Sunday, November 18, 2012

Home schooling update, November 2012

It’s been longer than I can remember since I wrote up my last homeschooling update. Home school tends to lack clear beginnings and endings, with some stuff continuing on into the summer, and with milestones spread throughout the year. But we’ve just hit a big one: H has finished her last Singapore Math book: Challenging Word Problems for 6th grade, and has moved on to algebra.

Yes, that’s it for Singapore Math. Much as I loved the elementary school curriculum, based on what I've seen and heard about what comes next (New Elementary Math), I'm somewhat ambivalent about continuing. So I’ve selected the best beginning algebra book currently in my possession--my fragile copy of Wentworth’s New School Algebra, published back in 1898, excerpts of which I’ve frequently posted in my problems of the week. H has just finished the first chapter, calculating the value of such expressions as:

a(b+c)÷(ac-d) where a=4, b=3, c=7, d=8

She’s had a good foundation for beginning algebra, as a number of the more challenging of the Challenging Word Problems cried out for algebraic solutions, which I helped guide her through. And she seems comfortable with variables and order of operations--probably because these were covered periodically throughout latter half of the Singapore Math elementary school curriculum.

In other subjects she’s reading and summarizing the Arabian Nights, Lives of Saints, Wrinkle in Time, Watership Down, and Story of the World, III. She’s half way through French in Action and has started the ALM French Level II (a 2nd year college level French textbook). She’s working her way through a World Geography book, taking notes and copying maps. And she’s been doing a lot with sentences: combining them in Sentencecraft, unscrambling them in exercises Catherine Johnson has created for her writing class and generously forwarded to me, and, in a series of writing exercises I’ve been developing, constructing passive and active counterparts pairs to slot, as appropriate, into paragraphs.

For “extracurriculars,” there’s music every day--listening as well as practicing. H has a violin lesson on Tuesday, a piano lesson on Wednesday, duo practice on Thursday (violin duets, piano duets, and violin-piano duets), an organ lesson on Friday, and trio practice on Saturday. In the chronological survey of classical CDs that we began nearly 2 years ago, we’ve reached Prokofiev and Janáček.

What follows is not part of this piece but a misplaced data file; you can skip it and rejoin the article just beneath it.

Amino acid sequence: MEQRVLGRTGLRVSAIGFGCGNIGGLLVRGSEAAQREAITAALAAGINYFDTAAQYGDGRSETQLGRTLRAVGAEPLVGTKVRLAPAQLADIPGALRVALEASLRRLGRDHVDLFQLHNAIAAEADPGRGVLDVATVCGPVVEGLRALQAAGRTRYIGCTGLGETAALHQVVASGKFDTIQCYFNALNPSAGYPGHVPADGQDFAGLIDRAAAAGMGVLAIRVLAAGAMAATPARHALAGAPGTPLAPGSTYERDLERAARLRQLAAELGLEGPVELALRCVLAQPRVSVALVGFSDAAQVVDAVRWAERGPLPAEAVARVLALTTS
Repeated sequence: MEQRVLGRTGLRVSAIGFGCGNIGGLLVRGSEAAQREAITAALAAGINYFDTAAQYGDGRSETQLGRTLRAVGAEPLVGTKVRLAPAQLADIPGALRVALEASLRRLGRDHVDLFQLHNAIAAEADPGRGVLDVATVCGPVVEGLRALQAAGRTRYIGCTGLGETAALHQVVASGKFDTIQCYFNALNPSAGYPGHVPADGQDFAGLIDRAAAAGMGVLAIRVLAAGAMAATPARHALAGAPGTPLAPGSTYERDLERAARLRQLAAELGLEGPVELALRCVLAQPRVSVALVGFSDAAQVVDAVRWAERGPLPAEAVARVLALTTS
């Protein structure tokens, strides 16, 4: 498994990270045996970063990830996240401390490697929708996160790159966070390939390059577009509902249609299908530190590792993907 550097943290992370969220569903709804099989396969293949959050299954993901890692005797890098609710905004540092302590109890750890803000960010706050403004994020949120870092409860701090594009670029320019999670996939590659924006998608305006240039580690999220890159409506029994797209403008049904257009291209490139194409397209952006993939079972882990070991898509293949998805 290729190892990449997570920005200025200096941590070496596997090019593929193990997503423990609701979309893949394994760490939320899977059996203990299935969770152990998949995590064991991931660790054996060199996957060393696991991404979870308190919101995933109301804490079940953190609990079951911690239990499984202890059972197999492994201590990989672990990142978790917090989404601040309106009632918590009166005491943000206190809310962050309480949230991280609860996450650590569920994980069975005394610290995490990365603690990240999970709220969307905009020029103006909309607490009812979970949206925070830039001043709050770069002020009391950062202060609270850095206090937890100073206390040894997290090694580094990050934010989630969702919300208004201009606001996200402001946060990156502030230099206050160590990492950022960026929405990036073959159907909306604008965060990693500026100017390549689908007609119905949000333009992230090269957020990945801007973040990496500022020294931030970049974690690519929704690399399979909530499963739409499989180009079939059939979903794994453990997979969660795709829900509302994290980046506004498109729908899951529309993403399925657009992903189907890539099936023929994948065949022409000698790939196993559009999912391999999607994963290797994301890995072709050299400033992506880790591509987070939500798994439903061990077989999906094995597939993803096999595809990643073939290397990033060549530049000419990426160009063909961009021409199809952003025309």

Besides music, there’s horseback riding (and, shortly, cartooning) on Mondays, creative writing class on Wednesdays, pottery on Fridays, and girl scouts every other Friday evening.

Every once in a while I flirt with the possibility of the somewhat local K-8 French International School for 7th and 8th grades. But besides wondering whether H's French will be good enough by then and how the school's overall curriculum* compares with what we're doing, I think of how much harder it would be for her to keep up all those extra curriculars if she were to return to an actual school.

____________
*The school's curriculum, taught half in French and half in English by middle school, partly follows the French national curriculum (good); and partly follows the Pennsylvania State Standards (not so good).

5 comments:

Nancy Bea Miller said...

Wow, I don't know how you have time to breathe Katie! Sounds like a wonderful curriculum, kudos to you!

gasstationwithoutpumps said...

You might want to look at the Art of Problem Solving Algebra books. They are quite good, though they may not have enough practice for your taste (the problems are almost all challenging, rather than routine).

Anonymous said...

Have you seen the Russian books that were intended for mathematically advanced kids who had surpassed what was available to them locally? Your brother would be delighted to send you a list of recommendations for H, I bet! -- Diana

Katharine Beals said...

GWP and Diana ( :) ),

I'm filing your recommendations away for later, H (who turns 12 next month) is just beginning algebra, and for the moment needs more drill and practice with algebra basics and higher level problem solving.

Those Russian books are hard to get, though, so I'd love a link.

Anonymous said...

There is a different series at the Singapore Math site, called Discovering Mathematics, that might be worth looking into. New Elementary Mathematics is an old series, out of print actually, and so quite challenging. A lot of learning goes on through doing the problems.